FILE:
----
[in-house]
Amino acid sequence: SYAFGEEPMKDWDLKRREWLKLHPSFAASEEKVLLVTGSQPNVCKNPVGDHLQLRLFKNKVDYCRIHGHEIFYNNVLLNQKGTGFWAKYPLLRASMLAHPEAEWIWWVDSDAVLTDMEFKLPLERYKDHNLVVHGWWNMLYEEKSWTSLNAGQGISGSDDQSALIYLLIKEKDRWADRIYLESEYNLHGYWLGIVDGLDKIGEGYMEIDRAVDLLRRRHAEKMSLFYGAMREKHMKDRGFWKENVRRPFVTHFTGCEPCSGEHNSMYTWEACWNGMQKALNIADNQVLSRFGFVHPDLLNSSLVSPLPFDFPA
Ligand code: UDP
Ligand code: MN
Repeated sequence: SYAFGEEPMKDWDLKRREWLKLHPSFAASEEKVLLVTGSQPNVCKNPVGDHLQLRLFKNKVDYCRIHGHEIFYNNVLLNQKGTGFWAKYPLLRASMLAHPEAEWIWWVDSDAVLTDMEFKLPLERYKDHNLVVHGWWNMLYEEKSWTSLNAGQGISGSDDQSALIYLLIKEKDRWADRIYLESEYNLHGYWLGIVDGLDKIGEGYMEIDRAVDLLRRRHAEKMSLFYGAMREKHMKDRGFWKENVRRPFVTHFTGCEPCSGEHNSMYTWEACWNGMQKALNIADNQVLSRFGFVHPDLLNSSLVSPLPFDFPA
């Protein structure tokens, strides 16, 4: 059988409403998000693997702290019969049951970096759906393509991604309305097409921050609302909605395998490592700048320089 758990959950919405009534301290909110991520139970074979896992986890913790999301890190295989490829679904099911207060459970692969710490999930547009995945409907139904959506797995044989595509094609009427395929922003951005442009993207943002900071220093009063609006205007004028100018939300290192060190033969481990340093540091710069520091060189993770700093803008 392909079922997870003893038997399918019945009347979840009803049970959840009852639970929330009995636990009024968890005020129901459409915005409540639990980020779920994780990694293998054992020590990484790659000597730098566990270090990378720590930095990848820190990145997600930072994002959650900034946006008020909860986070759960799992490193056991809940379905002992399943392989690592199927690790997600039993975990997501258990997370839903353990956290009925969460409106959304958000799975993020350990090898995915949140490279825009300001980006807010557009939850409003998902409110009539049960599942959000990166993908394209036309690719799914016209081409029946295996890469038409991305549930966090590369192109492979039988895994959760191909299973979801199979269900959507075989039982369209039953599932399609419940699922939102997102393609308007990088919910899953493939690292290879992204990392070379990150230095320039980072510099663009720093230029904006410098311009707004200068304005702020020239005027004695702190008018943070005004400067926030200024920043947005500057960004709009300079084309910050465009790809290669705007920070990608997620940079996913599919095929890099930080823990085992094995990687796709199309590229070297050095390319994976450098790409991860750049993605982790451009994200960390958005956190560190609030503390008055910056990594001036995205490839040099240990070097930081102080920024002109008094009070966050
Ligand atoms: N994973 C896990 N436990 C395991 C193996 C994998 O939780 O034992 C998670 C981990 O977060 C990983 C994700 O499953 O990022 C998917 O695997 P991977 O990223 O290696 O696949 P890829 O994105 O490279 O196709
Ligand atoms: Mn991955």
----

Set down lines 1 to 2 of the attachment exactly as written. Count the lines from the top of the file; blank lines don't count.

[in-house]
Amino acid sequence: SYAFGEEPMKDWDLKRREWLKLHPSFAASEEKVLLVTGSQPNVCKNPVGDHLQLRLFKNKVDYCRIHGHEIFYNNVLLNQKGTGFWAKYPLLRASMLAHPEAEWIWWVDSDAVLTDMEFKLPLERYKDHNLVVHGWWNMLYEEKSWTSLNAGQGISGSDDQSALIYLLIKEKDRWADRIYLESEYNLHGYWLGIVDGLDKIGEGYMEIDRAVDLLRRRHAEKMSLFYGAMREKHMKDRGFWKENVRRPFVTHFTGCEPCSGEHNSMYTWEACWNGMQKALNIADNQVLSRFGFVHPDLLNSSLVSPLPFDFPA